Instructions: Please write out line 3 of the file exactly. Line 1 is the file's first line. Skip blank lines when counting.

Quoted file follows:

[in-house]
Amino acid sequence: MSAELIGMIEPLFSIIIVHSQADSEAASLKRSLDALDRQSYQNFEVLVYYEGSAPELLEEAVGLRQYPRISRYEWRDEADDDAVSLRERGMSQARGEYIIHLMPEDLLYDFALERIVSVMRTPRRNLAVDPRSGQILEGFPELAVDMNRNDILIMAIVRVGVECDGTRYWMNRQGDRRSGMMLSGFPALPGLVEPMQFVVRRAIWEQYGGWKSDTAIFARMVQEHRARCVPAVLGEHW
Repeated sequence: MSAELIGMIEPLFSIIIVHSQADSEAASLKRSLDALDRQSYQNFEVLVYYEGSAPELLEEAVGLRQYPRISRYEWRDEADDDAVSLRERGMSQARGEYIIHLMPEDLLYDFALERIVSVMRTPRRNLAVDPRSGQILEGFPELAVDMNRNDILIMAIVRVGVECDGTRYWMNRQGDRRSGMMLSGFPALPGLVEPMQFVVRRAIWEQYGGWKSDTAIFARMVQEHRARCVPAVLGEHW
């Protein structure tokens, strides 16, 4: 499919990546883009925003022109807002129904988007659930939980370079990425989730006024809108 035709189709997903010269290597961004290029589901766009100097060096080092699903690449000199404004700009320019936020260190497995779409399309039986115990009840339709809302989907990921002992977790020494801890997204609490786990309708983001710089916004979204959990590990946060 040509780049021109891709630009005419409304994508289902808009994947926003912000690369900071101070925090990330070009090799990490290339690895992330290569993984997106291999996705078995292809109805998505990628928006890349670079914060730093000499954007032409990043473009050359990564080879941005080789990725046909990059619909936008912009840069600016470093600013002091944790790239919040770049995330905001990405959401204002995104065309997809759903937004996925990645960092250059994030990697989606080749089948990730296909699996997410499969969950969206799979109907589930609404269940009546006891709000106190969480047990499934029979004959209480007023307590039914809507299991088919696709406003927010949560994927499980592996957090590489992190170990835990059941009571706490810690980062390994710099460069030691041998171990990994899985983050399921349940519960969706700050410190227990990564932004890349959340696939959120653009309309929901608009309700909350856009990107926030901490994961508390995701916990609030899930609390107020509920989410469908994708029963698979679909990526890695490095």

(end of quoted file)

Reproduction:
Repeated sequence: MSAELIGMIEPLFSIIIVHSQADSEAASLKRSLDALDRQSYQNFEVLVYYEGSAPELLEEAVGLRQYPRISRYEWRDEADDDAVSLRERGMSQARGEYIIHLMPEDLLYDFALERIVSVMRTPRRNLAVDPRSGQILEGFPELAVDMNRNDILIMAIVRVGVECDGTRYWMNRQGDRRSGMMLSGFPALPGLVEPMQFVVRRAIWEQYGGWKSDTAIFARMVQEHRARCVPAVLGEHW